The restoration has been planned in four phases and is expected to span the next seven years. Phase One, which commenced earlier this year, involves the completion of the security wall, followed by hurricane debris removal and a comprehensive 3D survey and documentation.

Phase Two, spanning years two and three of the seven year plan, involves wall restoration, the completion of a drainage and flood mitigation plan, creation of interpretive signage and a traffic plan.

Phase Three will begin with the reconstruction of the fishpond, restoration of taro fields and selected house sites connected by pathways, viewing points and interpretive signage will be installed. Upon the completion of Phase Three, the site will be officially opened to the public.

The project will be completed in Phase Four. The final work involves the design and completion of the visitor learning center and integration into the larger Poipu Beach Park complex.

As we watch the day-to-day work, we all realize what a significant project this is not only for the Hawaiian community but for all of us who love and care for Kauai and its special history. Through the passion and dedication of a community working together, Kahua O Kaneiolouma will emerge from hiding as a shining example of what divergent people can accomplish when they work together towards a common goal with Aloha and Lokahi (unity).

Thanks to Makai Properties (www.makaiproperties.com) for the article and great real estate options.

Thursday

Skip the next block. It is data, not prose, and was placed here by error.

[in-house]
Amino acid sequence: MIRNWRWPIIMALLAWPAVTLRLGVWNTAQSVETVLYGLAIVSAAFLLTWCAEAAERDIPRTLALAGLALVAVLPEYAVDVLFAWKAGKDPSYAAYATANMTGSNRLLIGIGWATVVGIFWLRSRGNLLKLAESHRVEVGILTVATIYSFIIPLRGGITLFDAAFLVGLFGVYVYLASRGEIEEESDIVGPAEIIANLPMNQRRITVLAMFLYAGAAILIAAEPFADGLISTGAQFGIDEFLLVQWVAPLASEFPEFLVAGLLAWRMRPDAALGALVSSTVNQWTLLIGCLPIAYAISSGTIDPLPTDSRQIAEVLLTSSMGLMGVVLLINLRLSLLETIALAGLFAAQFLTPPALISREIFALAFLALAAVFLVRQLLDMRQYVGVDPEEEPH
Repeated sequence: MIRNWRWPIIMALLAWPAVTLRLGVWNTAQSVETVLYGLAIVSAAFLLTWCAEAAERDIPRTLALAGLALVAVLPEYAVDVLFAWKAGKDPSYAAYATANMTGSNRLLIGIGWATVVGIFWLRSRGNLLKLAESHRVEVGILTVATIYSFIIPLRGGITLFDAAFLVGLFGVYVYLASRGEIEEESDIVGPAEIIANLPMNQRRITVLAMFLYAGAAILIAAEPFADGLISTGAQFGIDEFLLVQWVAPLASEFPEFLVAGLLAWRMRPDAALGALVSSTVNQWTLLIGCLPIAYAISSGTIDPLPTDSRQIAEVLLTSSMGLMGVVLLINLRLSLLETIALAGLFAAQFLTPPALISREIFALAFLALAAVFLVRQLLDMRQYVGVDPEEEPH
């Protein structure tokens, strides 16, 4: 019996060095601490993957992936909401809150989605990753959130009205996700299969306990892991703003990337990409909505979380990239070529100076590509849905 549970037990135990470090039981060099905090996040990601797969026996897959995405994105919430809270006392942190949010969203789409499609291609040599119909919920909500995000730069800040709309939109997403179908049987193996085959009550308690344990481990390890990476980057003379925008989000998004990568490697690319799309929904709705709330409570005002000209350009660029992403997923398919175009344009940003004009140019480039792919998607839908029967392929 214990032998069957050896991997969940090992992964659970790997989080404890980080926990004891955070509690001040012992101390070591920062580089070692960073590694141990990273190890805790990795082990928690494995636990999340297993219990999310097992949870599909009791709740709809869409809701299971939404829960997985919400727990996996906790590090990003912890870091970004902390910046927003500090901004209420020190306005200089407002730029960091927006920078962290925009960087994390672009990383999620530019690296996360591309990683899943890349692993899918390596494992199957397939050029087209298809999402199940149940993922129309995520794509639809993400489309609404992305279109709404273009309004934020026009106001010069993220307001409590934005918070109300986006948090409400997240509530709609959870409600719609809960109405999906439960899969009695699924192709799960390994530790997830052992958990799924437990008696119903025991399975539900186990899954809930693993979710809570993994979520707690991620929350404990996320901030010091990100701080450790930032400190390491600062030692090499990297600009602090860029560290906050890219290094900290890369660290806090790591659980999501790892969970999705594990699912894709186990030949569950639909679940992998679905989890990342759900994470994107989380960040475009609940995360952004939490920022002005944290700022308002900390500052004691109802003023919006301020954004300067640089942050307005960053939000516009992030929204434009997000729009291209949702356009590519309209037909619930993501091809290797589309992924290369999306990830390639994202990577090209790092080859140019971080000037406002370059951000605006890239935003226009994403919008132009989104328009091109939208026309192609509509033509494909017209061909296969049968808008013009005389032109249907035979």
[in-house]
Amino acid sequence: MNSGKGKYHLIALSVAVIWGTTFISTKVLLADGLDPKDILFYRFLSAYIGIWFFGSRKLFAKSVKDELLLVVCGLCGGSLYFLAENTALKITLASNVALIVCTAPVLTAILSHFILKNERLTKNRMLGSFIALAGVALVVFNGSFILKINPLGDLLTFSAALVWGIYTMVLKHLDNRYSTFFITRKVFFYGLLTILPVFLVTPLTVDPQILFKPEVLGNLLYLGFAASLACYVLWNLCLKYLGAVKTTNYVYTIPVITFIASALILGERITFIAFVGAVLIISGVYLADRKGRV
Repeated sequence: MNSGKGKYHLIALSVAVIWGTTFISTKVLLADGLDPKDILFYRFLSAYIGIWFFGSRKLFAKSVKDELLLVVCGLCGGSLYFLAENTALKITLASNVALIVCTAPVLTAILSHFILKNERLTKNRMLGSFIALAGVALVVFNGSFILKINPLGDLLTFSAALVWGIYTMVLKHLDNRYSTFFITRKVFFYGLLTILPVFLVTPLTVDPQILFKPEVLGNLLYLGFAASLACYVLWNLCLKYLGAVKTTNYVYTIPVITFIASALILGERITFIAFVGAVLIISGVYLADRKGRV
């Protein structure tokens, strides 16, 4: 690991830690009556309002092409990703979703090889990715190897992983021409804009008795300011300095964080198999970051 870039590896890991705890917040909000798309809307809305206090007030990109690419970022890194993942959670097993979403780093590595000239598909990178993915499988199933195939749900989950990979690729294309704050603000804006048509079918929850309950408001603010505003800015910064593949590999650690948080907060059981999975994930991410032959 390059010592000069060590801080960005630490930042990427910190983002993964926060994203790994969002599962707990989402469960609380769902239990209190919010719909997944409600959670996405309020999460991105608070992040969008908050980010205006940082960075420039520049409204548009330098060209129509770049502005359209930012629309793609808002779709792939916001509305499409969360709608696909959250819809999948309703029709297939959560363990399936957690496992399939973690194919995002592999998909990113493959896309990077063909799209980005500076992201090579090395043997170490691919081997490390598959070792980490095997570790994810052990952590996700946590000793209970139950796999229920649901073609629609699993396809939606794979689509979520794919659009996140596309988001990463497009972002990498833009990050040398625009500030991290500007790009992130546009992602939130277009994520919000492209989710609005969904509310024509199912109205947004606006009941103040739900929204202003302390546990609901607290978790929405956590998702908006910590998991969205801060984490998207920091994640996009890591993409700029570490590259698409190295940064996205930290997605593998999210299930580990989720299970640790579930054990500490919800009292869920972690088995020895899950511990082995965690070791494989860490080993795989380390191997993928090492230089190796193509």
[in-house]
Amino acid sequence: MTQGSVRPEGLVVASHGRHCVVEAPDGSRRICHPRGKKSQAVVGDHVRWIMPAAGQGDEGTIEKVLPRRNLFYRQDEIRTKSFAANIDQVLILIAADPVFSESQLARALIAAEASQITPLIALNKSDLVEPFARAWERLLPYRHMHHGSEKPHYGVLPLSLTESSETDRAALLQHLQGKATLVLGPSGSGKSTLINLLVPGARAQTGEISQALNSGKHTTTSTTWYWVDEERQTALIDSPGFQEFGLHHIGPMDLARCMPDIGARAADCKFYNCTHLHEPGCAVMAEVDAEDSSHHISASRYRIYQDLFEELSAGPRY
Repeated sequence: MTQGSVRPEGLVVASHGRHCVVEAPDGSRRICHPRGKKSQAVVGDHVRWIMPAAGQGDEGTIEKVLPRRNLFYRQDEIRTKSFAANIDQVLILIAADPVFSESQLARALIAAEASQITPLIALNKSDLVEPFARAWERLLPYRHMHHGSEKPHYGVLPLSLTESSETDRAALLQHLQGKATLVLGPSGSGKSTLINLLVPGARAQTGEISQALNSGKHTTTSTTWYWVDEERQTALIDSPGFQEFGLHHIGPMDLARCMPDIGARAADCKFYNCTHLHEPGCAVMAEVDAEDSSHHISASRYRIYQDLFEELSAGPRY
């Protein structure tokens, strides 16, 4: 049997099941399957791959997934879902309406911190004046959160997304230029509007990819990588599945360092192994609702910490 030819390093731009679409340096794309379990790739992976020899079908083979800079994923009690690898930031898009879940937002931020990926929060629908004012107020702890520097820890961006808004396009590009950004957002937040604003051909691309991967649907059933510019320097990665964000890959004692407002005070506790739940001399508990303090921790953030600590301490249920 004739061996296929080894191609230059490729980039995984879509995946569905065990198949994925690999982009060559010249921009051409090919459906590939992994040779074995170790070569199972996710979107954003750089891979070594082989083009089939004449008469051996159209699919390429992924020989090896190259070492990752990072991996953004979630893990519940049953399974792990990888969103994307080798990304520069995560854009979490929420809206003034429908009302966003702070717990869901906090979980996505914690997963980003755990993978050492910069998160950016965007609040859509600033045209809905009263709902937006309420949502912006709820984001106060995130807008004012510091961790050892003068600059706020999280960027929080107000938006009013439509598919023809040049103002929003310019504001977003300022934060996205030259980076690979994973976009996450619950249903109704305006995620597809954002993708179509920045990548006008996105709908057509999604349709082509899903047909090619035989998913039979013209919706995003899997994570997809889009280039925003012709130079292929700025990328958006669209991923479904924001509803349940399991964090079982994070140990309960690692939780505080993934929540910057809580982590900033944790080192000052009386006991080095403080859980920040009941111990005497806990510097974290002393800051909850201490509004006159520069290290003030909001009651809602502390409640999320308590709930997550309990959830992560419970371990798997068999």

Sep122013

Lighten Up, Seven Ways to Kick the Suffering Habit by Deborah Duda

Need a new book to read? Well, here is one that is sure to get you thinking!

A practical guide to increasing the joy in our daily lives by healing the suffering habit.

 

KAUA’I, Hawai’i: Ask yourself, “When was the last time I felt joyful?” If the answer is not “Today”, reading Lighten Up, Seven Ways to Kick the Suffering Habit will open a door in your life. 

Part memoir, part exposé, Lighten Up is not a book for sissies. It takes courage to acknowledge the sadness and losses in our lives, let them go, and reclaim our joy.

Suffering is the least recognized, most widespread, most pernicious addiction of our time, according to the author. We live in a world where angst is prevalent and, for many, even fashionable.

Most of humanity believes suffering is inevitable. While feeling emotional pain is unavoidable as we make peace with the often-profound changes in our lives, suffering –- pain prolonged -- is optional. Lighten Up exposes the severity of the suffering habit and shares practical, and often fun, options for changing our limiting ideas and behaviors so we can live more light-heartedly.

“We are hardwired for bliss, both physical and divine,” concluded Candice Pert, Ph.D., after thirty years of research as a Georgetown University School of Medicine research professor and a National Institute for Mental Health section chief.

Lightening up is the greatest gift we can give to our families, our communities, and our world.  Being a profoundly contented person who feels a joyful kinship with all of life is the major work of a lifetime. 

Lighten Up is available on Amazon and Kindle, at http://www.amazon.com/Lighten-Up-Seven-Suffering-Habit/dp/1475263783